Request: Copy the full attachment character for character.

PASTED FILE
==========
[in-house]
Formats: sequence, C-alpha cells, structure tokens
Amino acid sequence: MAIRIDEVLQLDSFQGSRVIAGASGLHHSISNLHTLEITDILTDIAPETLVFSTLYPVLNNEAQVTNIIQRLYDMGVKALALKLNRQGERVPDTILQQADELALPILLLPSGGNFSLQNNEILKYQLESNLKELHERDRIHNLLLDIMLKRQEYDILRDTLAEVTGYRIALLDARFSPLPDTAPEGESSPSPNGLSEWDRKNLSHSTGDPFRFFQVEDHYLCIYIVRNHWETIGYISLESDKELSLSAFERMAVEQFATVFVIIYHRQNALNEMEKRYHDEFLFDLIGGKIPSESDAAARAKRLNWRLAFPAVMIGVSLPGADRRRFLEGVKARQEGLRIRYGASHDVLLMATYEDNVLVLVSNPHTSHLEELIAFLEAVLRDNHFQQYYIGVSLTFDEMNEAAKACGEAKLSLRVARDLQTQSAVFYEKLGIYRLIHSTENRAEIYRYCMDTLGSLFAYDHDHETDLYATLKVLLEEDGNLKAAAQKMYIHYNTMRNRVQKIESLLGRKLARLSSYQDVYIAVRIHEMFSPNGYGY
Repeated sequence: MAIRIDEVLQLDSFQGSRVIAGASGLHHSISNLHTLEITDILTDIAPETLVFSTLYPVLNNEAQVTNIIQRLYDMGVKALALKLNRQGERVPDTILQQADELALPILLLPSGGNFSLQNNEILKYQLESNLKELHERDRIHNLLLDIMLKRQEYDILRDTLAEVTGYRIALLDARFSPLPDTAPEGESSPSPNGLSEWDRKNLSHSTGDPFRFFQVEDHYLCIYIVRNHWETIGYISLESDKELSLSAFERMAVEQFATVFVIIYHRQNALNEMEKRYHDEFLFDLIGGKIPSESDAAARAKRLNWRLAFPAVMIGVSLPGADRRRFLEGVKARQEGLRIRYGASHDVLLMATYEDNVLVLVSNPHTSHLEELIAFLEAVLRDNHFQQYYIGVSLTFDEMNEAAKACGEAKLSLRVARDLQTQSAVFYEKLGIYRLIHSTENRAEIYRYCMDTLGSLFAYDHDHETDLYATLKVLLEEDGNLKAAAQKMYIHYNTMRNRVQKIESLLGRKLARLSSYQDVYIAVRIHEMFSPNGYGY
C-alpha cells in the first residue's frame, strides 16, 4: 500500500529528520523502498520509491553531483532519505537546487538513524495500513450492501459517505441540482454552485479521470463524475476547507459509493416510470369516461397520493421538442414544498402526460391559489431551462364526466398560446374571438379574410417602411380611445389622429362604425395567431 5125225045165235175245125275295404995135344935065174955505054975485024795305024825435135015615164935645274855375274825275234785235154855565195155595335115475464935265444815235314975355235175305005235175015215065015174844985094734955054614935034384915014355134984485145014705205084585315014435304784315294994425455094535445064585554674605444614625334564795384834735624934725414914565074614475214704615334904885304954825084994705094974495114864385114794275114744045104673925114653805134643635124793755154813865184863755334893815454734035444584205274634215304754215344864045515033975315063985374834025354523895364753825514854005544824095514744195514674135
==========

[in-house]
Formats: sequence, C-alpha cells, structure tokens
Amino acid sequence: MAIRIDEVLQLDSFQGSRVIAGASGLHHSISNLHTLEITDILTDIAPETLVFSTLYPVLNNEAQVTNIIQRLYDMGVKALALKLNRQGERVPDTILQQADELALPILLLPSGGNFSLQNNEILKYQLESNLKELHERDRIHNLLLDIMLKRQEYDILRDTLAEVTGYRIALLDARFSPLPDTAPEGESSPSPNGLSEWDRKNLSHSTGDPFRFFQVEDHYLCIYIVRNHWETIGYISLESDKELSLSAFERMAVEQFATVFVIIYHRQNALNEMEKRYHDEFLFDLIGGKIPSESDAAARAKRLNWRLAFPAVMIGVSLPGADRRRFLEGVKARQEGLRIRYGASHDVLLMATYEDNVLVLVSNPHTSHLEELIAFLEAVLRDNHFQQYYIGVSLTFDEMNEAAKACGEAKLSLRVARDLQTQSAVFYEKLGIYRLIHSTENRAEIYRYCMDTLGSLFAYDHDHETDLYATLKVLLEEDGNLKAAAQKMYIHYNTMRNRVQKIESLLGRKLARLSSYQDVYIAVRIHEMFSPNGYGY
Repeated sequence: MAIRIDEVLQLDSFQGSRVIAGASGLHHSISNLHTLEITDILTDIAPETLVFSTLYPVLNNEAQVTNIIQRLYDMGVKALALKLNRQGERVPDTILQQADELALPILLLPSGGNFSLQNNEILKYQLESNLKELHERDRIHNLLLDIMLKRQEYDILRDTLAEVTGYRIALLDARFSPLPDTAPEGESSPSPNGLSEWDRKNLSHSTGDPFRFFQVEDHYLCIYIVRNHWETIGYISLESDKELSLSAFERMAVEQFATVFVIIYHRQNALNEMEKRYHDEFLFDLIGGKIPSESDAAARAKRLNWRLAFPAVMIGVSLPGADRRRFLEGVKARQEGLRIRYGASHDVLLMATYEDNVLVLVSNPHTSHLEELIAFLEAVLRDNHFQQYYIGVSLTFDEMNEAAKACGEAKLSLRVARDLQTQSAVFYEKLGIYRLIHSTENRAEIYRYCMDTLGSLFAYDHDHETDLYATLKVLLEEDGNLKAAAQKMYIHYNTMRNRVQKIESLLGRKLARLSSYQDVYIAVRIHEMFSPNGYGY
C-alpha cells in the first residue's frame, strides 16, 4: 500500500529528520523502498520509491553531483532519505537546487538513524495500513450492501459517505441540482454552485479521470463524475476547507459509493416510470369516461397520493421538442414544498402526460391559489431551462364526466398560446374571438379574410417602411380611445389622429362604425395567431 5125225045165235175245125275295404995135344935065174955505054975485024795305024825435135015615164935645274855375274825275234785235154855565195155595335115475464935265444815235314975355235175305005235175015215065015174844985094734955054614935034384915014355134984485145014705205084585315014435304784315294994425455094535445064585554674605444614625334564795384834735624934725414914565074614475214704615334904885304954825084994705094974495114864385114794275114744045104673925114653805134643635124793755154813865184863755334893815454734035444584205274634215304754215344864045515033975315063985374834025354523895364753825514854005544824095514744195514674135